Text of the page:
Lee McDougall, Director at architecture and building consultancy practice AHR, discusses how housing estate management should turn towards data and digital modelling to drive efficiency and ensure high service standards are maintained.
Registered social housing providers face three key pressures in today’s market: improving services, building more homes and ensuring they can deliver within reduced budgets. Technology has a fundamental role to play in helping to manage these pressures and meet requirements.
A key focus for the sector has been ramping up development – many housing associations are becoming active developers to combat housing shortages in their communities. The task is no small feat. The Building Homes Building Trust report in 2018 found that housing associations will need to at least double their development output to around 80,000-100,000 new homes annually over the next decade. Meeting these targets is a significant challenge and many housing teams struggle to keep on top of their expanded portfolio once these homes have been delivered.
At the same time, providing quality, secure homes is a key feature of the Government’s Social Housing Green Paper. As a result, service improvement will continue to be fundamental to portfolio management and landlord services.
These challenges are also set against the backdrop of years of budget restrictions and this has left many estates teams short on both time and resource. This isn’t a trend that is set to change any time soon. Many housing associations have had to adapt by offering open market sale, shared ownership and private rental products. While this may have provided new revenue streams, it has also created new estate management challenges as a result of the variety of tenure types that need to be managed. In short, estates teams need to do more with less.
Information use and storage
The absence of a reliable central point of information on building condition and maintenance records presents an additional and significant challenge.
Many estate teams across the property sector use manual records to log maintenance projects and lease details and this is no different in social housing. The current model is inefficient and can lead to mistakes due to simple human error.
Duplicate files often contain contradictory information and multiple team members may have different copies on file. This leads to confusion and common situations where contractors are appointed to deliver maintenance work, only to find the work was completed weeks ago, simply because of out-of-date information. Likewise, when people move on to new jobs, poor record-keeping can create a situation where the most up-to-date files are lost because there are no systems in place to coordinate and organise this information efficiently.
A digital future
The emergence of cloud technology and the capacity for real-time data input means new solutions can be created to tackle these old inefficiencies.
New technology can store information on an entire estate – for instance maintenance records, leases, and resident information. These systems combine all this information into a single database and present information and trends in a graphical and user-friendly interface.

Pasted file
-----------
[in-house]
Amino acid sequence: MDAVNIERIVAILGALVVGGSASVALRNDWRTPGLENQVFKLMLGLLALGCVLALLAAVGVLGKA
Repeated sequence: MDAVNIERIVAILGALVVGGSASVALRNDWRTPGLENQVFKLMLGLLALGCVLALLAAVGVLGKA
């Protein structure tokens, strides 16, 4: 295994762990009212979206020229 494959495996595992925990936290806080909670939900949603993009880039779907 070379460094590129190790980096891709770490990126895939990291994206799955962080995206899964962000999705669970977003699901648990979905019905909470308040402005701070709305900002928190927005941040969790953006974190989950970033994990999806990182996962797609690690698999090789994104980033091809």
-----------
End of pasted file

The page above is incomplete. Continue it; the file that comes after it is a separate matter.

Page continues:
Meanwhile, GPS receivers capture detailed spatial information, including the location of assets and street furniture, such as lamp posts, benches and bus shelters.
Combined, both systems can create data-rich maps of entire portfolios for estate teams, designers, consultants and contractors. Thanks to the visual nature of the systems, it’s easier to communicate details of projects to the wider organisation or key stakeholders, making new levels of collaboration possible. The technology also allows real-time updates to keep system information up to date.
AHR has developed an interactive mapping system that incorporates all of this technology. It’s the first of its kind and integrates OS maps and GIS data to create live, visual resources for understanding the current needs of estates teams.
Previous issues of duplicated manual records will be eliminated and due to the real time functionality, information will not become outdated or inaccurate. The map delivers significant benefits for tenants and estates teams alike.
Innovating with technology creates new possibilities for teams to engage with tenants too. By giving residents access to mapping technology, they can flag maintenance issues as they arise. Customers themselves are then a valuable on-the-ground resource for estate teams to flag issues as they happen, perhaps reducing customer service costs for housing management organisations.
This fits with the ongoing need to improve transparency between housing providers and residents and could be a huge step in the right direction when it comes to enhancing services too. Issues can be identified and acted on more quickly and estates teams can handle more incidents at once by removing a lot of the legwork that comes with keeping manual logs.
By using technology to increase efficiency and simplify working practices, management teams can unlock a huge opportunity to improve estates management. With pressure on the sector showing no sign of abating, this could be key in keeping up with increasing demand and servicing growing estates without compromising on standards.